People can predict with modest accuracy whether a man (but not a woman) has cheated before based solely on the appearance of his face, according to a recent study published in Royal Society Open Science. In other words, we seem to have a limited ability to pick out men who have committed infidelity just by looking at them.Read More
When asked to describe a memorable regret, the things people mention most often involve love, sex, and romance. Common regrets include lost opportunities (like “the one that got away”), cheating and infidelity, and one’s first sexual experience. Men and women both report having sexual regrets, but do the nature of those regrets differ? Research suggests that, on average, they do.Read More
Over the last decade, scientists have published a series of studies claiming that the color red is a sexual signal and that wearing it makes you more attractive to the other sex. However, a new meta-analysis of the research in this area suggests that this claim may be overblown.Read More
How many different reasons are there to have sex? At least 237, according to one study. However, that study was primarily based on young college students, which begs the question of how people’s sexual motivations might differ based on age. It’s also reasonable to wonder whether men and women experience similar or different changes in their reasons for having sex as they get older, too.Read More
Are Americans today more or less likely to cheat on their spouses than they were in the past? And how have their attitudes toward infidelity changed—have they become more or less tolerant of this behavior? A recent study published in the Journal of Family Psychology offers some insight into these questions.Read More
What do heterosexual women find attractive about the male body? A new study suggests that signs of muscularity and upper body strength are particularly important, while height and weight seem to play much smaller roles.Read More
Study after study has found that men and women have different age preferences when it comes to choosing both sexual and romantic partners. On average, men seem to prefer partners who are a bit younger while women seem to prefer partners who are a bit older than they are (of course, there's individual variability when it comes to what people want and not all men and women share these preferences). Evolutionary psychologists argue that it's adaptive for most heterosexual men to have a preference for younger women because they're likely to be more fertile; by contrast, they argue that it's adaptive for most women to have a preference for older men, who are likely to have more status and resources. If that's the case, though, then what happens when reproductive concerns are removed from the equation, such as in the case of same-sex relationships?Read More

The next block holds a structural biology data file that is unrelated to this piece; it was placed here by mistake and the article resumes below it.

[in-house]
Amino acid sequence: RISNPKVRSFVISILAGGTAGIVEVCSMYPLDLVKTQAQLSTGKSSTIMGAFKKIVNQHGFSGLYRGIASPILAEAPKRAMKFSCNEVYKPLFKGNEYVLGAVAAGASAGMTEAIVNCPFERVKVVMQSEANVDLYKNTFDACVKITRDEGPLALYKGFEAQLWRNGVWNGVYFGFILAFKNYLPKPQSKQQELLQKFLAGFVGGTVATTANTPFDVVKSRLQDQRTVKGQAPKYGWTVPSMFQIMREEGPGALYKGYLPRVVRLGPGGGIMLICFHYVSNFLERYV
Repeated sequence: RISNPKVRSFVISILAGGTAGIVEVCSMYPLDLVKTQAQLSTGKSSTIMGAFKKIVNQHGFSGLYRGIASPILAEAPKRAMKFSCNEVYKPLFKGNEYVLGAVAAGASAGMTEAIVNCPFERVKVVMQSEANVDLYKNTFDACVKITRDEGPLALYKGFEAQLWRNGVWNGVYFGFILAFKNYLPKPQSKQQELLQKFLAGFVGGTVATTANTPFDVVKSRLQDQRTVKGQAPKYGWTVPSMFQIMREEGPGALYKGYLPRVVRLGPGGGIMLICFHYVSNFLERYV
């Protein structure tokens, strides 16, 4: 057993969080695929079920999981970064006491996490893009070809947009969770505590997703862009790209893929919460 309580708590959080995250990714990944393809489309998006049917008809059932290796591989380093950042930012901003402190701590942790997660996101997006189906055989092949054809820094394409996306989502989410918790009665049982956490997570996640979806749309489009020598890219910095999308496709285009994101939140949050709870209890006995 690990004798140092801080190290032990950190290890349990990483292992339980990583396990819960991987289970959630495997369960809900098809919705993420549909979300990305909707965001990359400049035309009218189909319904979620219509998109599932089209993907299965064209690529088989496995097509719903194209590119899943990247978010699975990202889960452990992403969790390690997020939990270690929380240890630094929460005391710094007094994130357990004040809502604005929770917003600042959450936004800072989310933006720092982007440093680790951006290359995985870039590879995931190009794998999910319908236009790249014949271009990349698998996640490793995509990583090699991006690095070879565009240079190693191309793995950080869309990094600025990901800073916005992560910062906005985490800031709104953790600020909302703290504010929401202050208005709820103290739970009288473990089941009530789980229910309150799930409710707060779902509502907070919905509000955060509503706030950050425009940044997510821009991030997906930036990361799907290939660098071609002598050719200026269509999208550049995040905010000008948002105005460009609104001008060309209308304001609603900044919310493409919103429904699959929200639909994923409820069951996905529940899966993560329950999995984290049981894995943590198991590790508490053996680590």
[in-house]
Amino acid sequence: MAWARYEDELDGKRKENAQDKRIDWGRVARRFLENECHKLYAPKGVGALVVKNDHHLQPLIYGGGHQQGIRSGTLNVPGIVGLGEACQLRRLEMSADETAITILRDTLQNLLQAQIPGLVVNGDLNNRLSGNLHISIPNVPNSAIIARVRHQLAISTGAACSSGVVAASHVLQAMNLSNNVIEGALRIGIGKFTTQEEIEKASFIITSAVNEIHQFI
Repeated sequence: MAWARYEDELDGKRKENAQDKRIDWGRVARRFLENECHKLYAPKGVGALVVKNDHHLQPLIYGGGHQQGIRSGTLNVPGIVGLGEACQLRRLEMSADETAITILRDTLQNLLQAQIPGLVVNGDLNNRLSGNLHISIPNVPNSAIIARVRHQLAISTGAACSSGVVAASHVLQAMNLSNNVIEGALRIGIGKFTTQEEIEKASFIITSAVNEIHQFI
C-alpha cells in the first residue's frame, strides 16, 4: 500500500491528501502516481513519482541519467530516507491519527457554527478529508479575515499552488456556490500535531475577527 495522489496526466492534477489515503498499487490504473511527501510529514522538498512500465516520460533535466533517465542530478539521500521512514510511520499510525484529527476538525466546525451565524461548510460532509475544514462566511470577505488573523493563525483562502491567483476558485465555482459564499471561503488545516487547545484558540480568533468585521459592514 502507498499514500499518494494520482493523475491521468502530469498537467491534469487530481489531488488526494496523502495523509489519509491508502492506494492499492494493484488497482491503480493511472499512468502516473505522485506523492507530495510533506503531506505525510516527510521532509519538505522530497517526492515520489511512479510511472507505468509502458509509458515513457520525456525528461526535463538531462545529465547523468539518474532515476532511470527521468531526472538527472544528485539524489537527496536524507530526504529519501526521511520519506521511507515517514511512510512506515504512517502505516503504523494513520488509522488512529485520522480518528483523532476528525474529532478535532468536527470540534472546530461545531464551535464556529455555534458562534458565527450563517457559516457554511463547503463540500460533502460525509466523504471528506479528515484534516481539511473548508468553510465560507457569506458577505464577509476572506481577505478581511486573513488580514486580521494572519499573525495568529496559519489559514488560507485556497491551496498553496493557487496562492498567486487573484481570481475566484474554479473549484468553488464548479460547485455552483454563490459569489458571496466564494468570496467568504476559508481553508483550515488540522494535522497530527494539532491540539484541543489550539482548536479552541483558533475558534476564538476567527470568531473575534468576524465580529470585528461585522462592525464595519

Several studies have found that men and women have different age preferences when it comes to selecting romantic and sexual partners. Generally speaking, it appears that men tend to prefer somewhat younger partners, whereas women tend to prefer partners who are somewhat older. Much of this research has been interpreted through the lens of evolutionary theory, which claims that it was adaptive for men to evolve a preference for younger women because they're likely to be most fertile; by contrast, this theory suggests that it was adaptive for women to have evolved a preference for older men because they presumably have more status and resources.One thing you might be wondering, though, is just how stable these age preferences are likely to be across the lifespan. Do they change as we get older? And, furthermore, what about persons who aren’t heterosexual? How are gay, lesbian, and bisexual persons’ partner age preferences similar or different? A new study published in the journal Evolutionary Psychology offers some insight into these questions.Read More
On average, women in the United States hit menopause at age 51. At this point, they enter what some scientists call a “post-reproductive lifespan” (or PRLS for short), during which their bodies are no longer physically capable of sexual reproduction. Compared to other species, women are not unique in having a PRLS. In fact, so many primate and non-primate species show evidence of a PRLS that it has been classified as "a general mammalian trait" . However, the thing that is unique about humans is the relative length of the female PRLS.
So why does menopause account for such a large proportion of women’s lives?Read More
Why do we cheat?
Undoubtedly, there are many possible reasons. For example, sometimes people commit infidelity because they are in unhappy or dysfunctional relationships. Other times, it's because people are going through a mid-life crisis or because they're simply looking for a thrill. However, some scientists have argued that yet another potential reason some people might cheat is because they have a predisposition to infidelity in their genes.Read More
Sexual contact between members of the same sex has been documented in numerous animal species. Several scientific explanations for this phenomenon have been proposed over the years, many of which have argued that the underlying reason may be adaptive. For example, the social glue hypothesis argues that same-sex behavior evolved because it plays a role in the establishment and maintenance of relationships among members of the same sex.
However, a new study published in the journal Behavioral Ecology suggests that animals’ same-sex behavior may not necessarily need to have an adaptive cause. Instead, it may sometimes arise from very specific environmental factors, such as a high population density combined with a heavily skewed sex ratio.Read More